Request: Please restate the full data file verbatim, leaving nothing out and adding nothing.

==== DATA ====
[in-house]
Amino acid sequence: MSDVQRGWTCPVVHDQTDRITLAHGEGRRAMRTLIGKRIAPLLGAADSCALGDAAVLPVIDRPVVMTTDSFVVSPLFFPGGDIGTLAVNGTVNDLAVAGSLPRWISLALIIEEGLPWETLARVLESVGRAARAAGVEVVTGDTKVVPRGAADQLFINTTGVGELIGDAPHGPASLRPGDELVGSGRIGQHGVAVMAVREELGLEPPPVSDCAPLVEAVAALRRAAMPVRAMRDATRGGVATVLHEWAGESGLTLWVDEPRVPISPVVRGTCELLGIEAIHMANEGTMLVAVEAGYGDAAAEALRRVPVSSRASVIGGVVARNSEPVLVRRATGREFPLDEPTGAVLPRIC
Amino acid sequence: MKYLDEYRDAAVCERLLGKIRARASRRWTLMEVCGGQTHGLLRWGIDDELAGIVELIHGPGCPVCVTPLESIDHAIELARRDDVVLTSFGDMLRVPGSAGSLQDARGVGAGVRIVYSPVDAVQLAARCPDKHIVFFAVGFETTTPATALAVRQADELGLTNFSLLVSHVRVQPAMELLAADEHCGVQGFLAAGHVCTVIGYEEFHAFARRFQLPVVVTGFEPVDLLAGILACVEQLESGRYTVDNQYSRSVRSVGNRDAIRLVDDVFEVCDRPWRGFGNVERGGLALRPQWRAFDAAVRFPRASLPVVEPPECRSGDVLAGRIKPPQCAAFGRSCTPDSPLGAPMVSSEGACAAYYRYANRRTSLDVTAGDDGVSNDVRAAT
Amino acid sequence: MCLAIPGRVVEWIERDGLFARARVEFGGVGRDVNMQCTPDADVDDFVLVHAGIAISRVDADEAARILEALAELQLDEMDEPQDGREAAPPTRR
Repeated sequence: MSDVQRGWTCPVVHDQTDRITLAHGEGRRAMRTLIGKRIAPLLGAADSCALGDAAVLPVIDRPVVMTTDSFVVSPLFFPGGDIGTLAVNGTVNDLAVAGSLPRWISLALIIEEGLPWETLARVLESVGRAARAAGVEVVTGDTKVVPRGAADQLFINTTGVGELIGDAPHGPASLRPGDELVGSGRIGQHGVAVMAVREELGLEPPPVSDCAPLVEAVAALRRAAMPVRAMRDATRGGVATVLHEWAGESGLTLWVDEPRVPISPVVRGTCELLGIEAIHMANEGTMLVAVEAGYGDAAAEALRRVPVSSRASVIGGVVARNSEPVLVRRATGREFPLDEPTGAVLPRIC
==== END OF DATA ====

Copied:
[in-house]
Amino acid sequence: MSDVQRGWTCPVVHDQTDRITLAHGEGRRAMRTLIGKRIAPLLGAADSCALGDAAVLPVIDRPVVMTTDSFVVSPLFFPGGDIGTLAVNGTVNDLAVAGSLPRWISLALIIEEGLPWETLARVLESVGRAARAAGVEVVTGDTKVVPRGAADQLFINTTGVGELIGDAPHGPASLRPGDELVGSGRIGQHGVAVMAVREELGLEPPPVSDCAPLVEAVAALRRAAMPVRAMRDATRGGVATVLHEWAGESGLTLWVDEPRVPISPVVRGTCELLGIEAIHMANEGTMLVAVEAGYGDAAAEALRRVPVSSRASVIGGVVARNSEPVLVRRATGREFPLDEPTGAVLPRIC
Amino acid sequence: MKYLDEYRDAAVCERLLGKIRARASRRWTLMEVCGGQTHGLLRWGIDDELAGIVELIHGPGCPVCVTPLESIDHAIELARRDDVVLTSFGDMLRVPGSAGSLQDARGVGAGVRIVYSPVDAVQLAARCPDKHIVFFAVGFETTTPATALAVRQADELGLTNFSLLVSHVRVQPAMELLAADEHCGVQGFLAAGHVCTVIGYEEFHAFARRFQLPVVVTGFEPVDLLAGILACVEQLESGRYTVDNQYSRSVRSVGNRDAIRLVDDVFEVCDRPWRGFGNVERGGLALRPQWRAFDAAVRFPRASLPVVEPPECRSGDVLAGRIKPPQCAAFGRSCTPDSPLGAPMVSSEGACAAYYRYANRRTSLDVTAGDDGVSNDVRAAT
Amino acid sequence: MCLAIPGRVVEWIERDGLFARARVEFGGVGRDVNMQCTPDADVDDFVLVHAGIAISRVDADEAARILEALAELQLDEMDEPQDGREAAPPTRR
Repeated sequence: MSDVQRGWTCPVVHDQTDRITLAHGEGRRAMRTLIGKRIAPLLGAADSCALGDAAVLPVIDRPVVMTTDSFVVSPLFFPGGDIGTLAVNGTVNDLAVAGSLPRWISLALIIEEGLPWETLARVLESVGRAARAAGVEVVTGDTKVVPRGAADQLFINTTGVGELIGDAPHGPASLRPGDELVGSGRIGQHGVAVMAVREELGLEPPPVSDCAPLVEAVAALRRAAMPVRAMRDATRGGVATVLHEWAGESGLTLWVDEPRVPISPVVRGTCELLGIEAIHMANEGTMLVAVEAGYGDAAAEALRRVPVSSRASVIGGVVARNSEPVLVRRATGREFPLDEPTGAVLPRIC